“Butterfly Town USA” has seaside enchantments, too.
PACIFIC GROVE, Calif. — I wouldn’t dare say butterflies aren’t reason enough. But, psst, there are other reasons to visit Pacific Grove.
If you’re heading for Monterey to see the aquarium or the jazz festival, or making day trips to Point Lobos or Big Sur, Pacific Grove is the place to stay.
It’s home to an enchanting little dune-edged municipal golf course with its own lighthouse. With sculpted granite rocks framing crashing azure waves, it has some of the best oceanfront scenery within an incorporated city in the United States. It is full of Victorian inns, some of the world’s most scenic cypress trees, and — yes, at this time of year — monarch butterflies.
More butterflies than people, at times.
A grove of pines and eucalyptus edging downtown has for years attracted overwintering monarchs by the thousands, earning Pacific Grove, with a human population of 15,600, the nickname “Butterfly Town U.S.A.” It is one of the largest monarch-overwintering sites in America, with last year’s peak count of 24,123 coming on Nov. 16, 2014.
November to February are the prime months for seeing them. The butterfly sanctuary is a city park, open to all at no charge, and it is wheelchair-accessible. Docents are on hand daily from noon to 3 p.m., weather permitting, to help you spot butterflies.
Walk or bike the waterfront
But as I said, there’s more — like one of the planet’s best scenic waterfronts for walking or biking. An “official” recreation trail leads from Lovers Point to the Monterey Bay Aquarium and beyond, but continue westward from Lovers Point, following aptly named Ocean View Boulevard, on a more informal path (bikes can follow the road). There’s miles more fabulous scenery dotted with giant blue lupine-like flowers, called Pride of Madeira, and neon-flowered ice plant (a very pretty invasive), including the protected areas of Pacific Grove Marine Gardens and Asilomar State Beach, all part of Monterey Bay National Marine Sanctuary (montereybay.noaa.gov).
Just across from the marine gardens the city-run 18-hole Pacific Grove Golf Links (playpacificgrove.com) offers similar scenery to nearby Pebble Beach golf course, at a fraction of the cost for a tee time. In 2006, the Coast Guard officially deeded the Point Pinos Lighthouse, whose reservation included the golf course’s back nine, to the city under the Excess Military Property Initiative.
Guiding mariners since 1855, Point Pinos is said to be the oldest existing lighthouse on the West Coast, and still operating. It’s open to visitors from 1-4 p.m. daily except Tuesdays and Wednesdays ($1-$2; pointpinoslighthouse.org).
Pacific Grove’s downtown is out of sight of the water, but has its own special atmosphere. Giant eucalyptus trees spice the air. Founded in the 1870s as a Methodist summer retreat, the town core is a maze of small blocks. Here, rough army tents once occupied 30-foot-by-60-foot lots. Some of the small cottages remaining today were framed right over the original tents, using the canvas as insulation.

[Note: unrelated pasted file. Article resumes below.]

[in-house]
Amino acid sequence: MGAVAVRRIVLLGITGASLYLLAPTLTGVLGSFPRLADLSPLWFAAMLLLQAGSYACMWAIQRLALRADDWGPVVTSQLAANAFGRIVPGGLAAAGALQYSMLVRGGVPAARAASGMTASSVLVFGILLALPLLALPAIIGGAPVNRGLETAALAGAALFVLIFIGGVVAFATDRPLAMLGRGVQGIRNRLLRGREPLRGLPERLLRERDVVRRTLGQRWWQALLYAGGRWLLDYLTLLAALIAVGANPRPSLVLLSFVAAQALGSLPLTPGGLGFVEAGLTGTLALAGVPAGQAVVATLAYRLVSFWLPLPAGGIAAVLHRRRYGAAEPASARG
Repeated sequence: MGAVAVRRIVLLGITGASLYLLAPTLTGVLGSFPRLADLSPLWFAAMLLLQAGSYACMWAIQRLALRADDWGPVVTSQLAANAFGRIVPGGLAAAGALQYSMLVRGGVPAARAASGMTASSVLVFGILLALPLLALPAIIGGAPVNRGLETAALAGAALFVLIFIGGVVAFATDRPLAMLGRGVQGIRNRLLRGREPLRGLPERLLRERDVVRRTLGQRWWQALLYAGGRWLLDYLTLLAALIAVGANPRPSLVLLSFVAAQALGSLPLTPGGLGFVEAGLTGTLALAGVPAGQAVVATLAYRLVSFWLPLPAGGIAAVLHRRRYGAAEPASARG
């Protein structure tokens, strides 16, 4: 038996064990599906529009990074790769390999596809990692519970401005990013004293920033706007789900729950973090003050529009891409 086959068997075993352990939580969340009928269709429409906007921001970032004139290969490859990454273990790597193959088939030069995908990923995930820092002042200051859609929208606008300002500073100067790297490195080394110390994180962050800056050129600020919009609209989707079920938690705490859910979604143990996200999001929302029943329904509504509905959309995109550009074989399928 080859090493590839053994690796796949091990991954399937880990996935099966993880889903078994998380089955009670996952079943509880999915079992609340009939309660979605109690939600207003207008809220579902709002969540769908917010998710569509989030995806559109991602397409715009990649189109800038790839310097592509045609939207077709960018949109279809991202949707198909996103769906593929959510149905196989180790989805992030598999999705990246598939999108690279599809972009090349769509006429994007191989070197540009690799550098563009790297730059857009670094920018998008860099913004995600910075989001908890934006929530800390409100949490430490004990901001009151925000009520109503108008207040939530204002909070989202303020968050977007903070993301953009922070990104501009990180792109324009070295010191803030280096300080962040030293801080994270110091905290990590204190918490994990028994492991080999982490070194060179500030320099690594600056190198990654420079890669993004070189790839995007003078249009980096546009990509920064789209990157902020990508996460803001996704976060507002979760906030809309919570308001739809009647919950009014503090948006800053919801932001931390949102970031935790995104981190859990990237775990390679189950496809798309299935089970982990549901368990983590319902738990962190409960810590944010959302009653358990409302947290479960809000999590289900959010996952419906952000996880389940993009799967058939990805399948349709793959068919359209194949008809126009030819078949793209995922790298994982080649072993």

Pick up a self-guided walking-tour map at the tourist-information center (584 Central Ave.) and happily wander the crowded blocks to see an eclectic sampling of historic home styles, from grand Queen Anne gables and turrets to tiny kit houses from Sears, Roebuck & Co.
Little plaques on many of the homes bear the name of the original owner and the date they were built. To qualify for a plaque from the Heritage Society of Pacific Grove, the home must look as it did when first constructed.
The business district has a Victorian look, with bay-windowed storefronts and shops such as The Quill, which sells stationery (a world still exists beyond texting!), alongside cozy eateries like Red House Café, a converted 1895 cottage where a table next to the fireplace felt good on a foggy March morning. A “Breakfast Trifle” (house-made granola layered with yogurt, honey and fresh berries, in a parfait glass; $7.95) was complemented by the largest, most indulgent cup of hot chocolate I have ever encountered.
Another happy find: the Sunset Specials, available if seated between 4 and 5:30 p.m., at the Beach House Restaurant on postcard-perfect Lovers Point. With full-size entrees priced at $9.90 (such as panko-crusted sand dabs or a cider-cured pork chop), a Firecracker shrimp appetizer for $5 and soup or salad for $3.90, you get a good three-course dinner for under $20 — a screaming deal in coastal California. Views can’t be beat (beachhousepg.com).
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On a tourist-saturated, 70-degree spring-break day, I marveled to my server at the number of swimmers wading into the bay from the sandy pocket beach framed by pines and cypress outside my window. Is that normal in March? I asked her.
“Yes, it’s normal, but I think it’s people who are not from California!” she said with a shiver and a smile.
Go now for the butterflies, in spring for the sun (and frolicking tourists from Iowa), or next October for the annual Butterfly Parade. Or go any time and just enjoy one of California’s classier little seaside towns.
IF YOU GO
Good places to stay in Pacific Grove range from landmark Victorian B&Bs such as Gosby House (gosbyhouseinn.com ) and Green Gables (greengablesinnpg.com ), to the simple Borg’s Ocean Front Motel (across the street from the water, where Seattle Times jazz critic Paul de Barros stays when he goes for the jazz fest; borgsoceanfrontmotel.com ).
I liked the affordable and cozy Sunset Inn, with its feel of a 1940s motor lodge, tucked in a neighborhood near the golf course (gosunsetinn.com ).
For more on butterfly viewing, and reports on how many are in town, see the Pacific Grove Museum of Natural History website, pgmuseum.org/monarch-viewing , and visit the museum at 165 Forest Ave.; $5.95-$8.95.
Pacific Grove Chamber of Commerce: 800-656-6650 or pacificgrove.org